Schools, University and Family
Anne tending her dolls 1938
Anne had two brothers. The elder
brother was Alan Baldwin and the younger brother was Denis Baldwin. Alan
Baldwin became an Electrical Engineer and still lives in the
Anne started school at the age of
5 years and attended the
Her secondary school was the
At that time, St Mary’s was an
all female College. In fact, there were no mixed Colleges at all in
During the first few weeks at
From that time onwards, the two were virtually inseparable. Other people, including some University staff, referred to them, even individually, as “you two”.
Visiting hours were quite rigid at both Colleges. Having a member of the opposite sex in College outside visiting hours was almost a capital offence potentially removing you from the University. Alsatian dogs patrolled St Mary’s College at night. Nevertheless . . . .
The pair graduated in 1957 and both went on for a further year to read for a post graduate diploma in education.
In Scotland with Hillman GOK 800 (1959)
Wedding day 23rd August 1958
In 1958, they got married and
took up teaching posts in the Grammar Schools at West Hartlepool. They lived in
a rented attic flat above a general grocer’s shop at
In 1960, they bought a house in Gillpark Grove, Seaton Carew.
In 1965, Graham gained a
lectureship at the
Anne continued teaching at the
High School in
Anne decided that her primary role was to spend all of her time bringing up her family.
In 1970, her son Simon was born.
In 1977, her youngest son Adam was born.
Christopher went to the
Simon went to Van Mildert College,
Graham, Simon, Anne, Adam, Christopher
Adam went to the
When Simon went to
Anne’s father, Thomas Baldwin
Anne’s mother, Bertha Baldwin
Anne’s brother, Alan Baldwin
Anne’s brother, Denis Baldwin
Best Man, James Thrower - later Professor of Theology,
Graham Greatrix, Husband
Diane Bailey - College friend
Barbara Hardy - Lifetime friend
An email from a former pupil at the Hartlepool High School for Girls:
You don’t know me, I was one of Anne’s pupils, and wrote to her for some time after I left school.
I have been looking for her for a few months, and suddenly found her name accidentally when looking for photos of the school.
Delight, of course, turned to great sadness when I linked to the website…
What a lovely tribute, and I don’t want to sadden you again, but I had wanted to rekindle the contact with her, as she was such an influence in my young life [Anne was about 10 years older than I was], and I had wondered how she fared.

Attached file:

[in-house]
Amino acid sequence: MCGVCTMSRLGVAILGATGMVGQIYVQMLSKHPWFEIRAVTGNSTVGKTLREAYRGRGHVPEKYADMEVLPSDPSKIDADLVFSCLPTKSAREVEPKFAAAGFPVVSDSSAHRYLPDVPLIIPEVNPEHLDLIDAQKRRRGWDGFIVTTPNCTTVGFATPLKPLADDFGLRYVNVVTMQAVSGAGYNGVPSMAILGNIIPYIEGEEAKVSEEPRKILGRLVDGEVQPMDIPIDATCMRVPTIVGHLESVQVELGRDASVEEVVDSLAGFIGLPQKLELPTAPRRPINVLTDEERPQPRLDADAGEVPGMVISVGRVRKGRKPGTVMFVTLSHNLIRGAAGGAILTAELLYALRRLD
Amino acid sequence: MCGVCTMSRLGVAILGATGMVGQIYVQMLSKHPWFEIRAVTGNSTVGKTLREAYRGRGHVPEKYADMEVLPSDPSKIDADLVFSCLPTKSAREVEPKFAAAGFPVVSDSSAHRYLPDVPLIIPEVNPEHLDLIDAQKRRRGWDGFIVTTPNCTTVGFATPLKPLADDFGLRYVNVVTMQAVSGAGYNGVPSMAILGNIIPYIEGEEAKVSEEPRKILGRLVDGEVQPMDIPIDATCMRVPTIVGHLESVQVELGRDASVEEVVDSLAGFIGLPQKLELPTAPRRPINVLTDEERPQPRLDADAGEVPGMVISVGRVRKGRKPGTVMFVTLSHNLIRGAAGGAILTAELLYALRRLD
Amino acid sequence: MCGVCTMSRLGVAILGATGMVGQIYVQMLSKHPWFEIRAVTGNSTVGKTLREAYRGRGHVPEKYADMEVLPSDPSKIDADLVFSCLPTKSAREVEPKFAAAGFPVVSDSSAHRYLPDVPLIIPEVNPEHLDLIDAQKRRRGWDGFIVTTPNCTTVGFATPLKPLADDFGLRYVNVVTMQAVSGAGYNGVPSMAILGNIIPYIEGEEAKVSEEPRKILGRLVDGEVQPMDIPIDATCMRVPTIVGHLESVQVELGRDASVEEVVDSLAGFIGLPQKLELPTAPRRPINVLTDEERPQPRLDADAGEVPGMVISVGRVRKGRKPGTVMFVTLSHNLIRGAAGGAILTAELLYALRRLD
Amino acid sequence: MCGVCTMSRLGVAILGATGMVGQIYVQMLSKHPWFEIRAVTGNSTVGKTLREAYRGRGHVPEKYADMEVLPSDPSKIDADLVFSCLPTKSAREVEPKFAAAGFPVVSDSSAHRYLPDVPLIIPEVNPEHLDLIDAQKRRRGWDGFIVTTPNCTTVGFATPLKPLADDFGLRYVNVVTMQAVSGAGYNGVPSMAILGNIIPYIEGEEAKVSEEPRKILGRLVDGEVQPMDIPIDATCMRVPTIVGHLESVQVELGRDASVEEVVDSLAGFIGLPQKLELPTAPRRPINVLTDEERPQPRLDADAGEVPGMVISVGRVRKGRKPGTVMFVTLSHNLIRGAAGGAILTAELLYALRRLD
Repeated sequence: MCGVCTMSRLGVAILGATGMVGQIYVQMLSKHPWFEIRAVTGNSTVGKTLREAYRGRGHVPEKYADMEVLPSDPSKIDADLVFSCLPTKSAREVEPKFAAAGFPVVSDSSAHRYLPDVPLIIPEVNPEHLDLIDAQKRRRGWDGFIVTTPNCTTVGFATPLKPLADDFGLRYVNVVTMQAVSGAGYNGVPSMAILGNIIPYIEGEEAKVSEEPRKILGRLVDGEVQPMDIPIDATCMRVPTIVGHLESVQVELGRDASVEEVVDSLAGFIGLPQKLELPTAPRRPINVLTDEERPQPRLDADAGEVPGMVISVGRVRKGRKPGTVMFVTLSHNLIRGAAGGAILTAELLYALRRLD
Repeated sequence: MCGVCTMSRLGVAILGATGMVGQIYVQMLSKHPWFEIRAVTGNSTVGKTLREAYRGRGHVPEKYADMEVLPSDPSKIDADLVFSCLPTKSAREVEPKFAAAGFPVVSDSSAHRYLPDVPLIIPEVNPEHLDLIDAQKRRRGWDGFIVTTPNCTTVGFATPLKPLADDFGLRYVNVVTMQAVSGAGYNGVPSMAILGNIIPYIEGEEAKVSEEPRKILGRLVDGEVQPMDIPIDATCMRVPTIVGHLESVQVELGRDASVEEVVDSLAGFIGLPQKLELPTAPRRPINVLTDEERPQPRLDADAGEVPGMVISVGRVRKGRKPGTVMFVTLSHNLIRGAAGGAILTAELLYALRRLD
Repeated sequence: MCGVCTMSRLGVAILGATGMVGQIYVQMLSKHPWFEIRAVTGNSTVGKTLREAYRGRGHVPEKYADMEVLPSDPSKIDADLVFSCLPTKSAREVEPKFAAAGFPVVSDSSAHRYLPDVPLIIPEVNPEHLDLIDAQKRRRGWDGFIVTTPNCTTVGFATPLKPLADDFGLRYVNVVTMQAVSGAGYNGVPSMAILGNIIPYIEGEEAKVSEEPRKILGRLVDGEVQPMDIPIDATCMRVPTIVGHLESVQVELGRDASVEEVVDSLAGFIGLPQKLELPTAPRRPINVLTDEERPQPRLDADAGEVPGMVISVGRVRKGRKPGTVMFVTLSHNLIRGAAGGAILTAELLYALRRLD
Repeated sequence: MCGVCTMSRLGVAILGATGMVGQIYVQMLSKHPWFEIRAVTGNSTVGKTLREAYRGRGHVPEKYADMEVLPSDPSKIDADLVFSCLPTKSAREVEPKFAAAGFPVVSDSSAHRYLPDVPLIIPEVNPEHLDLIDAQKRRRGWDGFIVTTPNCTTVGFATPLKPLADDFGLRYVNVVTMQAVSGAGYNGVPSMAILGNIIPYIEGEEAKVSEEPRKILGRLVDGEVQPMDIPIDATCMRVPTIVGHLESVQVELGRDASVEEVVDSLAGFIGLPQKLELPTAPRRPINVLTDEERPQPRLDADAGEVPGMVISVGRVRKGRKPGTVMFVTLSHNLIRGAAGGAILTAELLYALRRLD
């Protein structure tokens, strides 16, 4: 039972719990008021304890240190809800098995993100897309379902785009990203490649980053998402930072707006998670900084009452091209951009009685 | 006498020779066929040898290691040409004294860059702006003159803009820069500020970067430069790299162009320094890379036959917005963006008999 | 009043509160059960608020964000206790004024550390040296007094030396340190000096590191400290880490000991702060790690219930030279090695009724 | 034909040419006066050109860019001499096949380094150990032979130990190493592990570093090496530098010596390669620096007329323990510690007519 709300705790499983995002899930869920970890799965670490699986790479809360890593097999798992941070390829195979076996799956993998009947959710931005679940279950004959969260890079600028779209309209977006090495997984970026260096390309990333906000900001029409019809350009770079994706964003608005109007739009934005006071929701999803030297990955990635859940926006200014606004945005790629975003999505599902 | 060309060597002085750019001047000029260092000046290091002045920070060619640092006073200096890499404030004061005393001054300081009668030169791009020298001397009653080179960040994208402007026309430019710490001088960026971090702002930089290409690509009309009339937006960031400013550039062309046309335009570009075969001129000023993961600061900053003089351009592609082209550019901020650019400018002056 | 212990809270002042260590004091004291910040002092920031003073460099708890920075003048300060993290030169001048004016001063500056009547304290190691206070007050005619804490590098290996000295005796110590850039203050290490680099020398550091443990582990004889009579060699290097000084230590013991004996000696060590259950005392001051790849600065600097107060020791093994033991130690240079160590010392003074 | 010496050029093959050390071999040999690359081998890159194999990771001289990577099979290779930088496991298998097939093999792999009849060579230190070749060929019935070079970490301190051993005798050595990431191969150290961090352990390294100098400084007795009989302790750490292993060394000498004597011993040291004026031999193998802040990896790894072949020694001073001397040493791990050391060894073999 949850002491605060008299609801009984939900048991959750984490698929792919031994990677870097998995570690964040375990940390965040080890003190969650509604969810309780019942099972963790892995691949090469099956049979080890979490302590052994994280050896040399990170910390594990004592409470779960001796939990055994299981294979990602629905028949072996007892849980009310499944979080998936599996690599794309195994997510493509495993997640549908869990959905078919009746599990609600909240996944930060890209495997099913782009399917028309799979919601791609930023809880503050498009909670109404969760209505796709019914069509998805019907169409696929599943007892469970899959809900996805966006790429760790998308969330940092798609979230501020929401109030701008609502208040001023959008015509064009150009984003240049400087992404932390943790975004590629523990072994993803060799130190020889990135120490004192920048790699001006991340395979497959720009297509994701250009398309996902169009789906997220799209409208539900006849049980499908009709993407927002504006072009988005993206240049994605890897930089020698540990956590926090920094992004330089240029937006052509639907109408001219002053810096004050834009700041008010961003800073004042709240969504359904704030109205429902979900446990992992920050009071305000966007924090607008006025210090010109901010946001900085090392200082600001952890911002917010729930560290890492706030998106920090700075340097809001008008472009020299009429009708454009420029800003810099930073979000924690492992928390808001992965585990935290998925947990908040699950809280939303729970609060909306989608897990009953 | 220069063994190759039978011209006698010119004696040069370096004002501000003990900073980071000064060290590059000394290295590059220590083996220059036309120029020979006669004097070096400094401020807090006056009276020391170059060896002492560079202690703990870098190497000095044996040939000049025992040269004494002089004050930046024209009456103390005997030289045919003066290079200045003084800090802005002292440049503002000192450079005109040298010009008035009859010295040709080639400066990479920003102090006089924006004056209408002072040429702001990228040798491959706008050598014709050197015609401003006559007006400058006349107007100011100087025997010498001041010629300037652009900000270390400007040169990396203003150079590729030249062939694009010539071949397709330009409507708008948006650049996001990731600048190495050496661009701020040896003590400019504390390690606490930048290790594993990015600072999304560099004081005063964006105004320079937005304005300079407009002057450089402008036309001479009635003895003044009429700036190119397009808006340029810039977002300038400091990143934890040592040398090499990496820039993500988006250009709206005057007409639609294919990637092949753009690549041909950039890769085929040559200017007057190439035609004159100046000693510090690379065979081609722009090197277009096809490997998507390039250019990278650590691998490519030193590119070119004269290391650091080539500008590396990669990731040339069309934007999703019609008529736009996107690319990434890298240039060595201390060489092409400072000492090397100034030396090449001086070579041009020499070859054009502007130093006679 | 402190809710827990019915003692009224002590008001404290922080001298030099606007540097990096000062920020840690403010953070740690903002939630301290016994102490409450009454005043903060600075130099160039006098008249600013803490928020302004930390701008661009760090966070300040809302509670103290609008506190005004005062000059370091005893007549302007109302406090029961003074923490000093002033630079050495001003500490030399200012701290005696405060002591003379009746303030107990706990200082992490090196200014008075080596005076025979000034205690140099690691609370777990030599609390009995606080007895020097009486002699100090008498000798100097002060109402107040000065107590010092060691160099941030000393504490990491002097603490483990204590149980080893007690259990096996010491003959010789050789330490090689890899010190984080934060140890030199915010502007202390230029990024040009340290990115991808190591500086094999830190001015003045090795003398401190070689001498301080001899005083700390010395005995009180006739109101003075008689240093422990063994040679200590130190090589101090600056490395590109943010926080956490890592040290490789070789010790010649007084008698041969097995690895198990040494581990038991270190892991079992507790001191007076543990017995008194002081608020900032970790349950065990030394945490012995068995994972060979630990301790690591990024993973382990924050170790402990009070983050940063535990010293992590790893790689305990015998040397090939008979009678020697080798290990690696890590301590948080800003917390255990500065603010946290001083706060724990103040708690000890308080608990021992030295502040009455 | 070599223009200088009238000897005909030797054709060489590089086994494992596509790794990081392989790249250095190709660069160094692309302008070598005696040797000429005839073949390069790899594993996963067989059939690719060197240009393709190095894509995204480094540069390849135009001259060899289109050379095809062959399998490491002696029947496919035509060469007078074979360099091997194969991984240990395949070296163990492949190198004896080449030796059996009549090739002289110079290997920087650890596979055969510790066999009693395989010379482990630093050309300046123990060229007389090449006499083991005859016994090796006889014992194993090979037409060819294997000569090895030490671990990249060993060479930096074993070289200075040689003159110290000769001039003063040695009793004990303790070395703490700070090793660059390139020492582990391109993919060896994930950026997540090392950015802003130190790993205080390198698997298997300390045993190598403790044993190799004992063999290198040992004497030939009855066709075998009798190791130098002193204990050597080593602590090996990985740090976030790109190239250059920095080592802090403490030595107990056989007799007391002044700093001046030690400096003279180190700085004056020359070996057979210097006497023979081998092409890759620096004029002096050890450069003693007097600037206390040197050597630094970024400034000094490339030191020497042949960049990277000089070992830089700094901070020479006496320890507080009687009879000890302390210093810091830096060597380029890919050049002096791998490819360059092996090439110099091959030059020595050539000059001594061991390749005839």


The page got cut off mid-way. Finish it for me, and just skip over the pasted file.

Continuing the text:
I did tell her in my letters from my WRAC days, how much I admired her, and what a great teacher and person she was, but I thought you might like to know too, and that I never forgot her over the years, which is why I searched on the net for her, having lost her address years ago.
Dare I say she was also the perfect teacher? Her English Lit. and Language lessons never left me, indeed they were two of the four subjects I got O levels in… even though I then left an unhappy home to take The Queen’s shilling! Her sewing lessons were joy, and a haven to the likes of me, who had difficulty keeping up with the big brains. I was good at it, and because of her teaching made a lot of my own clothes, even before I left school. I’m still one of the best seamstresses I know, even though I’m not physically capable these days. All thanks to “Mrs. Greatrix”. You must just have married, because ours was the first class to get to grips [as she was!] with her new name, in my 2nd year there. She was also our form teacher that year.
I know I won’t have been the only one, and many girls will have felt the same, but she was certainly the only teacher who made such an impression on my life, even though I remember many of the others. I must have had quite an affection for her, to then, as I said, write to her after school, adult to adult, while she was pregnant with your first.
Anyway, enough already, as the yanks say. Hope you don’t think me arrogant to write to you. Didn’t want to just look and pass by, and hope you feel even more proud after reading my small contribution, about your lovely Anne.
Frances Walker [nee Low]
TO THE NELSON TERRACE BUILDINGS
Shall I compare thee to this other place?
Thou art less lovely and less up-to-date,
Thy radiators now are left to cool
And all thy corridors are desolate.
Now in the chronicle of wasted time
We see descriptions of thy flights of stairs,
For pas à pas we daily climb,
With sequent toil, the zenith of our cares.
Poor school, the centre of a dusty town,
Thy bell has tolled and we remember not;
Time’s hand has reaped thy beauty and renown;
But in my verse thou shalt not be forgot.
If this be error, and upon me proved,
I never writ, nor no school ever moved.
Anne Baldwin, UVI, Stephenson House, July 1954